Report – Massive Passiv: Applying Passivhaus to Larger Scale Developments

Date posted: June 2, 2017

We recently hosted our Green Sky Thinking event ‘Massive Passiv: Applying Passivhaus to larger scale developments’.

Using new build student accommodation as an example, a panel of speakers explored how Passivhaus can raise the bar in terms of building design and construction quality, as well as the benefits to owners and users over the building’s lifespan.

Sally Godber of Warm gave a brief introduction to the principles of Passivhaus, what it means in terms in both design and cost terms to the end user. She busted some myths, such as the common misconception that you can’t open windows in Passivhaus’ – “not true!”; that ventilation systems are noisy and expensive – again, this is not the case; and that it is all about houses – Passivhaus is suitable for anything that has a heating demand or a need for atmospheric comfort. Offices, schools, flats, care homes – these are all excellent fits for Passivhaus.

Sally cited numerous reasons why we should pursue the standard, as it can have positive effects on the health and happiness of occupants; it has low maintenance costs; brings low rent arrears and turnover of tenants; and through high levels of workmanship and its rigorous quality assurance processes it ensures a long-lasting building fabric. Primarily, it is about providing comfort for the end users.

In technical terms, the two key challenges in her view are the building form and glazing. If your building steps in and out in section as well as plan, then achieving Passivhaus gets complicated. Glazing, which is triple glazed as standard in Passivhaus, needs to ‘make its money’ by, for example, achieving the right balance between the amounts of shading and daylight, while ensuring that any potential overheating problems are designed out.

A lifecycle and capital cost perspective was provided by Paul Cavanagh of Gleeds, whose experience includes Passivhaus and student accommodation schemes. He shared benchmark figures putting the cost of Passivhaus at between 11-22% (average 14%) higher than a traditional solution. This was caveated with the note that five years ago these figures were 4-5% higher, and are decreasing as the market adapts to Passivhaus requirements.

Paul identified two critical factors for Passivhaus: one, which makes the cost of applying it higher, is that the higher construction quality comes at a cost; and a second vindicating factor is that the costs of energy over the long term have risen and seemingly will continue to do so, which will deliver increasing savings for the user.

Paul shared a 60-year profile for a 10,000sqm student accommodation building, which projected payback at year 13, and which over the 60-year period would deliver a saving of £6.3m –  including a 51% saving on energy.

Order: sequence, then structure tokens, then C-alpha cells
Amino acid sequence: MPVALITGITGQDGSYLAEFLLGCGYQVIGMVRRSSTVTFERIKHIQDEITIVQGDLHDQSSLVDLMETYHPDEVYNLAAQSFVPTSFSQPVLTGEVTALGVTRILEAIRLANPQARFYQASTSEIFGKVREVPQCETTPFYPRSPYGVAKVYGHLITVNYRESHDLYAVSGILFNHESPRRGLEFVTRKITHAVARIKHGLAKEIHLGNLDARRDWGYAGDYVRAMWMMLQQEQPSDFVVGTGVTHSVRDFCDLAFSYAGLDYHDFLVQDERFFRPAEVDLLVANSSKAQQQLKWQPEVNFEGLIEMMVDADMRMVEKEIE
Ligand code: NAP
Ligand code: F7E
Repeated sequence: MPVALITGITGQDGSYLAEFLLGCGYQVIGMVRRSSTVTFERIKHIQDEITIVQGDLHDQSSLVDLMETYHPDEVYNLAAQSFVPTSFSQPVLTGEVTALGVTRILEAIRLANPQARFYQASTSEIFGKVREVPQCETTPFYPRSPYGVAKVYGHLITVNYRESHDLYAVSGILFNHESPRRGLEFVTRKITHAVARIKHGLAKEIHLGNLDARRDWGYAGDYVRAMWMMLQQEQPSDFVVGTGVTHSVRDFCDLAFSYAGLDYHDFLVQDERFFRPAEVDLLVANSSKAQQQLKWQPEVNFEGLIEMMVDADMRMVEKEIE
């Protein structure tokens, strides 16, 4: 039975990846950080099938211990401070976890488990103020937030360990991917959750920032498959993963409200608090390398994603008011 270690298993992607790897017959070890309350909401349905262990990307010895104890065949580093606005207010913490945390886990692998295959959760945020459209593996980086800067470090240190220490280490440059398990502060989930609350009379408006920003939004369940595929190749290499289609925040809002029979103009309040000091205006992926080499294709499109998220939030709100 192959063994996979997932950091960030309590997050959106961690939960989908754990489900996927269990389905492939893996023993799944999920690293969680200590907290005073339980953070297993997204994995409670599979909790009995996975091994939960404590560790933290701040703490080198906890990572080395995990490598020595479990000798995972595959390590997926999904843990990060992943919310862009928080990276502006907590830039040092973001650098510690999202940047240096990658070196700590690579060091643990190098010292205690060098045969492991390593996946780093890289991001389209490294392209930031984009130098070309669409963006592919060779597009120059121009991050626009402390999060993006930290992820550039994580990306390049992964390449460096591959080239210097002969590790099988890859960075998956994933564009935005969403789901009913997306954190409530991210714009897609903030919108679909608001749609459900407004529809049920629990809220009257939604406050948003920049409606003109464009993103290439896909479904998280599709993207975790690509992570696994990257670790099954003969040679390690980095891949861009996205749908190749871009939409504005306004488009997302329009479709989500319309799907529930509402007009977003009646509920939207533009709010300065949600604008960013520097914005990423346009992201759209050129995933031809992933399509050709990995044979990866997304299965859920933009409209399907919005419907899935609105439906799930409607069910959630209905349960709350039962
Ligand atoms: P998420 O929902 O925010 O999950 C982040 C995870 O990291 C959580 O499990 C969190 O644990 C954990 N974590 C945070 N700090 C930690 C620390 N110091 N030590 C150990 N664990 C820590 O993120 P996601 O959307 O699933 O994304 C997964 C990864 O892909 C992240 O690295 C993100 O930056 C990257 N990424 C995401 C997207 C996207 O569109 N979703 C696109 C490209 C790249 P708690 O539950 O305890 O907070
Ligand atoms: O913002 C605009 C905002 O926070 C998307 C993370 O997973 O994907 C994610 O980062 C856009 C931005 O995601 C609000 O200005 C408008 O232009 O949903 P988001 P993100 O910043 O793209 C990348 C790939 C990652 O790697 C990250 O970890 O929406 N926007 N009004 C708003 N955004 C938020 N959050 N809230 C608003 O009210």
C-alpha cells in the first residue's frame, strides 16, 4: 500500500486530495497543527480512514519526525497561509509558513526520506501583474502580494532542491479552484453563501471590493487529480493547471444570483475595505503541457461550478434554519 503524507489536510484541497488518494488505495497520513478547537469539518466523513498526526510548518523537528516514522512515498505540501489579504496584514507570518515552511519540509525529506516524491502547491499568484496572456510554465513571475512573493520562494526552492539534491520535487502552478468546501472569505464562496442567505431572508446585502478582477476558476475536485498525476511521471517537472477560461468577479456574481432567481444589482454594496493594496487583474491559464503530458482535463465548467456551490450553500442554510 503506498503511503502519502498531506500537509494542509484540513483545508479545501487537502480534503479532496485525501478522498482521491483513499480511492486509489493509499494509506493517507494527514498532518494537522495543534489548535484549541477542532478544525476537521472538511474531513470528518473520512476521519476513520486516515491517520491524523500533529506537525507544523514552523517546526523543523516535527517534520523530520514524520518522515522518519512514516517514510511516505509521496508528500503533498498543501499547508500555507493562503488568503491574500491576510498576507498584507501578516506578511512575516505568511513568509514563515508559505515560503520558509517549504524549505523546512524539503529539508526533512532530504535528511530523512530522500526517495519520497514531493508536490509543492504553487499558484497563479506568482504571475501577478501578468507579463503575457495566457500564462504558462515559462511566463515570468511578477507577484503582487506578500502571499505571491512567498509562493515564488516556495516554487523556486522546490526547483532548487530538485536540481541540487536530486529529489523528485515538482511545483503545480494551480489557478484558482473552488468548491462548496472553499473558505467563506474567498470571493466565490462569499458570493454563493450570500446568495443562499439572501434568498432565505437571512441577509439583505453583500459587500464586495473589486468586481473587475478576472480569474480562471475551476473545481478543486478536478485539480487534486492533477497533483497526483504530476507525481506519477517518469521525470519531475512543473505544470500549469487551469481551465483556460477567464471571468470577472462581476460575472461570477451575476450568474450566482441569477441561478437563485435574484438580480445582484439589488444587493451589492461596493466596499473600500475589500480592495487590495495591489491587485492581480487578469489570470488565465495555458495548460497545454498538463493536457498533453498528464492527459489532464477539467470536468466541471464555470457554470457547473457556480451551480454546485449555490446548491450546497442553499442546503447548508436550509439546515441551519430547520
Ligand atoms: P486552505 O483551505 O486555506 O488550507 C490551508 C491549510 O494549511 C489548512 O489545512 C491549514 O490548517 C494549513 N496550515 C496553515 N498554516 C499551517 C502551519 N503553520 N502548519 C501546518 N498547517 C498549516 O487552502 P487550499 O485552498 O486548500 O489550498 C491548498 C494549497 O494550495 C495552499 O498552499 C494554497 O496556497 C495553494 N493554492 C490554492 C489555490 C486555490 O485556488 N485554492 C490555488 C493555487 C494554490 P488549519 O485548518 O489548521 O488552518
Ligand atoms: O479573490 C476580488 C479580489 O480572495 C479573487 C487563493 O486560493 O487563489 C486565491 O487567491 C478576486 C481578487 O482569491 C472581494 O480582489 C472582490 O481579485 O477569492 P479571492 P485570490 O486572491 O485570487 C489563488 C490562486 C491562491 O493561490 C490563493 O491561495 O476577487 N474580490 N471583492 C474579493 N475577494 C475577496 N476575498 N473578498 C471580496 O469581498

ArchitecturePLB Associate Paul Phasey, who is the practice’s accredited Passivhaus Designer, spoke about the challenges and benefits of scaling Passivhaus up, referencing the practices experience on West Hill Green and Stapleton House student accommodation schemes. In applying Passivhaus to these projects, the key principles of the standard still apply, but building at scale has a number of implications: Insulation – treating the building as a whole, regardless of number of units within, leading to gains envelope efficiency; Windows – savings can be made on glazing through economies of scale, but as designers we need to beware the dangers of overheating; Ventilation – many student accommodation schemes already have a Mechanical Ventilation with Heat Recovery (MVHR) system so only slight enhancements would be needed here, but at scale there will always be a need for M&E; Airtightness – get the details right and roll out at scale; and Thermal Bridging – a key aspect and the most difficult to address due to the nature of construction at height and scale.

Paul’s analysis revealed that the form of the student accommodation blocks studied would require minimal enhancements over a building regulations standard to achieve Passivhaus.

He also acknowledged the importance of the ensuring that every building integrates well in to its urban context – Solar Design vs Urban Design –  and how the architecture and urban design needs to be balanced with the schemes approach to Passivhaus and its sustainability credentials.

Following the talks, an enthusiastic audience of estates directors, developers and consultants debated the topic, with further discussion of both the opportunities and challenges of upscaling, overheating, comparative costs and construction skills training required to achieve Passivhaus at scale.

A common consensus amongst all speakers was the need for Passivhaus to be integral to the project from the outset (as opposed to be being added on at RIBA Stage 3 or 4), and for modelling to be used throughout the process to ensure components are optimised and savings maximised. The overall conclusion was that achieving Passivhaus on larger scale schemes would not result in considerable changes to the fabric of a ‘typical’ scheme, due to the benefits gained from building at scale.

If you would like to discuss further any of the points raised in our event or to find out more, please get in touch via